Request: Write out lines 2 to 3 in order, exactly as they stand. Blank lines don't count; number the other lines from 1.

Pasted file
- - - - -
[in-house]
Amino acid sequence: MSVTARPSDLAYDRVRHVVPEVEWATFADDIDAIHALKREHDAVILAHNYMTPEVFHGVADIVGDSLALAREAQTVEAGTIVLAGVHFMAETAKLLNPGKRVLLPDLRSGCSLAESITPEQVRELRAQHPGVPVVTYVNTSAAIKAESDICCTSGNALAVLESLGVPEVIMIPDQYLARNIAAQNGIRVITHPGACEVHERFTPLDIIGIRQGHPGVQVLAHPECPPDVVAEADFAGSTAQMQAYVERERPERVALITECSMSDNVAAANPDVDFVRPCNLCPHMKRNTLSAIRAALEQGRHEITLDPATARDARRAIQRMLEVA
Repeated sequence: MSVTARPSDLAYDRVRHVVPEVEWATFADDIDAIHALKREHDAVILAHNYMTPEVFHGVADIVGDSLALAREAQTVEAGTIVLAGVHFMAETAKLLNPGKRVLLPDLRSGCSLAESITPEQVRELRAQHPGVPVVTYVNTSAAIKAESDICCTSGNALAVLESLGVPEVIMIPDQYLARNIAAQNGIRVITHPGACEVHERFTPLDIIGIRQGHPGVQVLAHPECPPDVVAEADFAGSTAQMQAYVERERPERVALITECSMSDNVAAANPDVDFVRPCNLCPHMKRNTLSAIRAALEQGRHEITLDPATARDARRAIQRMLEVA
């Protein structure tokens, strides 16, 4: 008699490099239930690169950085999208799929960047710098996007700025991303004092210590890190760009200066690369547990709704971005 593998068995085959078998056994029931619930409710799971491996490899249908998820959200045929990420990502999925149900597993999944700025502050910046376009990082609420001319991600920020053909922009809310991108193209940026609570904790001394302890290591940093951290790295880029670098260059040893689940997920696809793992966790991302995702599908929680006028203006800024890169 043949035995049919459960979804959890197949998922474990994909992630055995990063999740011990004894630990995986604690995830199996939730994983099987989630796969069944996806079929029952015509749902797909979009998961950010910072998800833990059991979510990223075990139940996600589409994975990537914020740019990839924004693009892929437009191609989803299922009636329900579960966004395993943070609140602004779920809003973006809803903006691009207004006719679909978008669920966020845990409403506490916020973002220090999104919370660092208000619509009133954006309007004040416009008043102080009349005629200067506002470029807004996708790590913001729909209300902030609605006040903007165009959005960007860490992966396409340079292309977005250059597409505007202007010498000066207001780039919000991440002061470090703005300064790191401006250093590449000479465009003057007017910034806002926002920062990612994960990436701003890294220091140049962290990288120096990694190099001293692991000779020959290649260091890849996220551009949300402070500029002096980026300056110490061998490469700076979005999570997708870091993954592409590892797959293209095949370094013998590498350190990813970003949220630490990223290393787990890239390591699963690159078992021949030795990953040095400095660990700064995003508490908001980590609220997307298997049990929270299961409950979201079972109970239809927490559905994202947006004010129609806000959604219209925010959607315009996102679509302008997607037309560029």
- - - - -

Amino acid sequence: MSVTARPSDLAYDRVRHVVPEVEWATFADDIDAIHALKREHDAVILAHNYMTPEVFHGVADIVGDSLALAREAQTVEAGTIVLAGVHFMAETAKLLNPGKRVLLPDLRSGCSLAESITPEQVRELRAQHPGVPVVTYVNTSAAIKAESDICCTSGNALAVLESLGVPEVIMIPDQYLARNIAAQNGIRVITHPGACEVHERFTPLDIIGIRQGHPGVQVLAHPECPPDVVAEADFAGSTAQMQAYVERERPERVALITECSMSDNVAAANPDVDFVRPCNLCPHMKRNTLSAIRAALEQGRHEITLDPATARDARRAIQRMLEVA
Repeated sequence: MSVTARPSDLAYDRVRHVVPEVEWATFADDIDAIHALKREHDAVILAHNYMTPEVFHGVADIVGDSLALAREAQTVEAGTIVLAGVHFMAETAKLLNPGKRVLLPDLRSGCSLAESITPEQVRELRAQHPGVPVVTYVNTSAAIKAESDICCTSGNALAVLESLGVPEVIMIPDQYLARNIAAQNGIRVITHPGACEVHERFTPLDIIGIRQGHPGVQVLAHPECPPDVVAEADFAGSTAQMQAYVERERPERVALITECSMSDNVAAANPDVDFVRPCNLCPHMKRNTLSAIRAALEQGRHEITLDPATARDARRAIQRMLEVA